Plaintiffs contend that the judge on the motion hearing erred in upholding the 2001 plan because the Commission failed to honor Article IV, section 2, paragraph 3 of the Constitution. Plaintiffs rely on the specific provision in that paragraph that "no county or municipality shall be divided among a number of Assembly districts larger than one plus the whole number obtained by dividing the number of inhabitants in the county or municipality by one-fortieth of the total number of inhabitants of the State." Applying this provision (the "municipality districting standard") to municipalities, as of the 2000 census, Newark and Jersey City each should have been divided into only two legislative districts. However, under the 2001 plan they were each divided into three districts. Other issues raised in the complaint were abandoned.
A companion appeal in Charles Steelman et al. v. The Legislative Apportionment Comm'n, A-182-01T1, was argued the same date as this appeal and is being separately decided. Among other issues, the plaintiffs in that appeal challenged Atlantic County's subdivision among three legislative districts, relying upon the same constitutional language quoted above as it pertained to counties (a county districting standard). The restriction on dividing municipalities was not implicated or applicable in that matter.
As amended effective December 8, 1966, Article IV, section 2 of the New Jersey Constitution provides as follows:
1. The Senate shall be composed of forty senators apportioned among Senate districts as nearly as may be according to the number of their inhabitants as reported in the last preceding decennial census of the United States and according to the method of equal proportions. Each Senate district shall be composed, wherever practicable, of one single county, and, if not so practicable, of two or more contiguous whole counties.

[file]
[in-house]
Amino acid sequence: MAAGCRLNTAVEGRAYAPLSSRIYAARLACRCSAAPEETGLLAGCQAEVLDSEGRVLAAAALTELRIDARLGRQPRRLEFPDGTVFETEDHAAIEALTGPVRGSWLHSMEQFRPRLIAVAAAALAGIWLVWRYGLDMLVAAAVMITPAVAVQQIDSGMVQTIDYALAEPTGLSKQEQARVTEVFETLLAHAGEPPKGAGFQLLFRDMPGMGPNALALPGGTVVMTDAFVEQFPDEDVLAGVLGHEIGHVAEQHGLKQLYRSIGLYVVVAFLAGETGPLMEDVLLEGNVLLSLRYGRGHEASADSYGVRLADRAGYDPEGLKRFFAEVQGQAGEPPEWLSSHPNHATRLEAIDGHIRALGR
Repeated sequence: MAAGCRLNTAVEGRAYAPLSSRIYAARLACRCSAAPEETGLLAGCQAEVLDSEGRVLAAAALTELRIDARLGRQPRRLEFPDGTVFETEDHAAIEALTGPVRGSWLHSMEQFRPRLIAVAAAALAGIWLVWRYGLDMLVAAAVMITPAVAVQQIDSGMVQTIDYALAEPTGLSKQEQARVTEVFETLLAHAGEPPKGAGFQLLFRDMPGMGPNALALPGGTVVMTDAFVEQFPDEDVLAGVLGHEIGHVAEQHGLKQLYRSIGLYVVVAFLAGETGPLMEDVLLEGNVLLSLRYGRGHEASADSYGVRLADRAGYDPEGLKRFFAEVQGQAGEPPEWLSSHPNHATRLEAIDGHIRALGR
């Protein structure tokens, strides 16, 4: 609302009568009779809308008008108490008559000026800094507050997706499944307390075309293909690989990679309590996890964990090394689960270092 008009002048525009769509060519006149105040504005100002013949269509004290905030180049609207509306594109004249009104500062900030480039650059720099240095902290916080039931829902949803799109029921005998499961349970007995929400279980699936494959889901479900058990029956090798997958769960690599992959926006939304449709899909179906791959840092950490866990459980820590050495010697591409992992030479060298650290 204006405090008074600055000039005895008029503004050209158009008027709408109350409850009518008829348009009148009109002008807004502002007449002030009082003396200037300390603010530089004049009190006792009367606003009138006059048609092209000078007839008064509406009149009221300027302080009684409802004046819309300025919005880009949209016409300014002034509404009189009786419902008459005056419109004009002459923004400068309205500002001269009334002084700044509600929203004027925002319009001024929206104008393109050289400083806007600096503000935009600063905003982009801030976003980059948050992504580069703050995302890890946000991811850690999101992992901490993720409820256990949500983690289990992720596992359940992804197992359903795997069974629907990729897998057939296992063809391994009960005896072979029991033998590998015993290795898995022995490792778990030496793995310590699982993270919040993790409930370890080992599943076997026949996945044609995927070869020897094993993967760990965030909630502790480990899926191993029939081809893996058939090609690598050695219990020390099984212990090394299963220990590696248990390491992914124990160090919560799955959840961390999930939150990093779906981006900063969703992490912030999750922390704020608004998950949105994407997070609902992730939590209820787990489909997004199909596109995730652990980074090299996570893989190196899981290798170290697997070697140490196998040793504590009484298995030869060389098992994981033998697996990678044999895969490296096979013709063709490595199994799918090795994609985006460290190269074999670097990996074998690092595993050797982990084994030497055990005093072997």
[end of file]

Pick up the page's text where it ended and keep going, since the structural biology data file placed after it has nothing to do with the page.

2. Each senator shall be elected by the legally qualified voters of the Senate district, except that if the Senate district is composed of two or more counties and two senators are apportioned to the district, one senator shall be elected by the legally qualified voters of each Assembly district. ... [omitting provision about when senators' terms begin and end].
3. The General Assembly shall be composed of eighty members. Each Senate district to which only one senator is apportioned shall constitute an Assembly district. Each of the remaining Senate districts shall be divided into Assembly districts equal in number to the number of senators apportioned to the Senate district. The Assembly districts shall be composed of contiguous territory, as nearly compact and equal in the number of their inhabitants as possible, and in no event shall each such district contain less than eighty per cent nor more than one hundred twenty per cent of one-fortieth of the total number of inhabitants of the State as reported in the last preceding decennial census of the United States. Unless necessary to meet the foregoing requirements, no county or municipality shall be divided among Assembly districts unless it shall contain more than one-fortieth of the total number of inhabitants of the state, and no county or municipality shall be divided among a number of Assembly districts larger than one plus the whole number obtained by dividing the number of inhabitants in the county or municipality by one-fortieth of the total number of inhabitants of the State. [N.J. Const. Art. 4, § 2, ¶¶ 1 - 3.]
The final sentence of paragraph 3 above contains the municipality districting standard at issue here.
According to the 2000 census figures, New Jersey's total population was 8,414,350. One fortieth of that figure was 210,359, which is considered the ideal population or goal for each of New Jersey's forty legislative districts. Jersey City's population was 240,055, exceeding the ideal district population by 29,696. ...